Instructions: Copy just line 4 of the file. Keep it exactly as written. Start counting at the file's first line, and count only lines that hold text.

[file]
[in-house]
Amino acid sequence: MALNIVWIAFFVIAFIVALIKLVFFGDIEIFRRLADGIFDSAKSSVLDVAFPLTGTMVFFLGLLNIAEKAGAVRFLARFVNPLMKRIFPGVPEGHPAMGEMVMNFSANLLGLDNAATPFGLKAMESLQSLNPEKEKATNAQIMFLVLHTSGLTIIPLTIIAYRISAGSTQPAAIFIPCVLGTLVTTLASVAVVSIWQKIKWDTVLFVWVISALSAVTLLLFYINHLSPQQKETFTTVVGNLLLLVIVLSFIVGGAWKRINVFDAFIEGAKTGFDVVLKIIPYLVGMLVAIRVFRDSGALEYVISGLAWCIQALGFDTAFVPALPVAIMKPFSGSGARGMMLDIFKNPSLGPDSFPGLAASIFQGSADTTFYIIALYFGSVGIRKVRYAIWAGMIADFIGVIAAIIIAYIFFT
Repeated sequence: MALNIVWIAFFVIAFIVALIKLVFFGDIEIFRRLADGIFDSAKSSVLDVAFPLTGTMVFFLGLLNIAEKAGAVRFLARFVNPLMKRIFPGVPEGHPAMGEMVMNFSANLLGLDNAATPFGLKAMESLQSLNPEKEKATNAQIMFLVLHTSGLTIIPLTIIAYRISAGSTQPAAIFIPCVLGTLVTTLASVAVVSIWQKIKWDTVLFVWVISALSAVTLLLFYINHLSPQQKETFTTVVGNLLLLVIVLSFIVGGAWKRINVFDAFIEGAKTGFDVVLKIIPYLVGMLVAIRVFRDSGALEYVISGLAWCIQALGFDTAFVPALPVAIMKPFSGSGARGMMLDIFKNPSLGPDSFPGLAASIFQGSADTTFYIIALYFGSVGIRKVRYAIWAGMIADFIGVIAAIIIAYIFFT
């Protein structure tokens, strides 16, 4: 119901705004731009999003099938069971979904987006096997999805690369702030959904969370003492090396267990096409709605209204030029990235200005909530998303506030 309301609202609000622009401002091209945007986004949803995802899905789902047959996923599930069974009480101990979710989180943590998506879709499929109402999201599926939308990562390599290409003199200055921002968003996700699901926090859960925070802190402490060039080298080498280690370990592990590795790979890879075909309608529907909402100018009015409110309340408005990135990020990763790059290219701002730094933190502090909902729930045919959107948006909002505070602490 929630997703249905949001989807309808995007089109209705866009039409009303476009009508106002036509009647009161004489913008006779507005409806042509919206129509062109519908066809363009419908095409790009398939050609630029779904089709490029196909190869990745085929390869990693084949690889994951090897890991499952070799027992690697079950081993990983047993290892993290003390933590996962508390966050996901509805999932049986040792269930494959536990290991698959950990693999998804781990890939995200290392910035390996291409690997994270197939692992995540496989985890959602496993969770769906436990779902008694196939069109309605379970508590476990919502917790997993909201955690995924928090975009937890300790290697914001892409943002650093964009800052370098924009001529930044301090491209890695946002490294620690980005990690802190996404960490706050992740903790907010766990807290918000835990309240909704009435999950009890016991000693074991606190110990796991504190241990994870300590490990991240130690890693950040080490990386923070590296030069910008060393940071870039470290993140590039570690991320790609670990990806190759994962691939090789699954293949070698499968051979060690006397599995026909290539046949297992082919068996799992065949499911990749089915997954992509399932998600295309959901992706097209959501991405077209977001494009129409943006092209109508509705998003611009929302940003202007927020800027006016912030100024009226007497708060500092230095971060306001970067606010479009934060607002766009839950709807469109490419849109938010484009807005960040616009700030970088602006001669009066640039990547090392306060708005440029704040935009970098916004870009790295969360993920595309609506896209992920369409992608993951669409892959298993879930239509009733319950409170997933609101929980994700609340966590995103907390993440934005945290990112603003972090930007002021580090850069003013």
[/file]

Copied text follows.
């Protein structure tokens, strides 16, 4: 119901705004731009999003099938069971979904987006096997999805690369702030959904969370003492090396267990096409709605209204030029990235200005909530998303506030 309301609202609000622009401002091209945007986004949803995802899905789902047959996923599930069974009480101990979710989180943590998506879709499929109402999201599926939308990562390599290409003199200055921002968003996700699901926090859960925070802190402490060039080298080498280690370990592990590795790979890879075909309608529907909402100018009015409110309340408005990135990020990763790059290219701002730094933190502090909902729930045919959107948006909002505070602490 929630997703249905949001989807309808995007089109209705866009039409009303476009009508106002036509009647009161004489913008006779507005409806042509919206129509062109519908066809363009419908095409790009398939050609630029779904089709490029196909190869990745085929390869990693084949690889994951090897890991499952070799027992690697079950081993990983047993290892993290003390933590996962508390966050996901509805999932049986040792269930494959536990290991698959950990693999998804781990890939995200290392910035390996291409690997994270197939692992995540496989985890959602496993969770769906436990779902008694196939069109309605379970508590476990919502917790997993909201955690995924928090975009937890300790290697914001892409943002650093964009800052370098924009001529930044301090491209890695946002490294620690980005990690802190996404960490706050992740903790907010766990807290918000835990309240909704009435999950009890016991000693074991606190110990796991504190241990994870300590490990991240130690890693950040080490990386923070590296030069910008060393940071870039470290993140590039570690991320790609670990990806190759994962691939090789699954293949070698499968051979060690006397599995026909290539046949297992082919068996799992065949499911990749089915997954992509399932998600295309959901992706097209959501991405077209977001494009129409943006092209109508509705998003611009929302940003202007927020800027006016912030100024009226007497708060500092230095971060306001970067606010479009934060607002766009839950709807469109490419849109938010484009807005960040616009700030970088602006001669009066640039990547090392306060708005440029704040935009970098916004870009790295969360993920595309609506896209992920369409992608993951669409892959298993879930239509009733319950409170997933609101929980994700609340966590995103907390993440934005945290990112603003972090930007002021580090850069003013």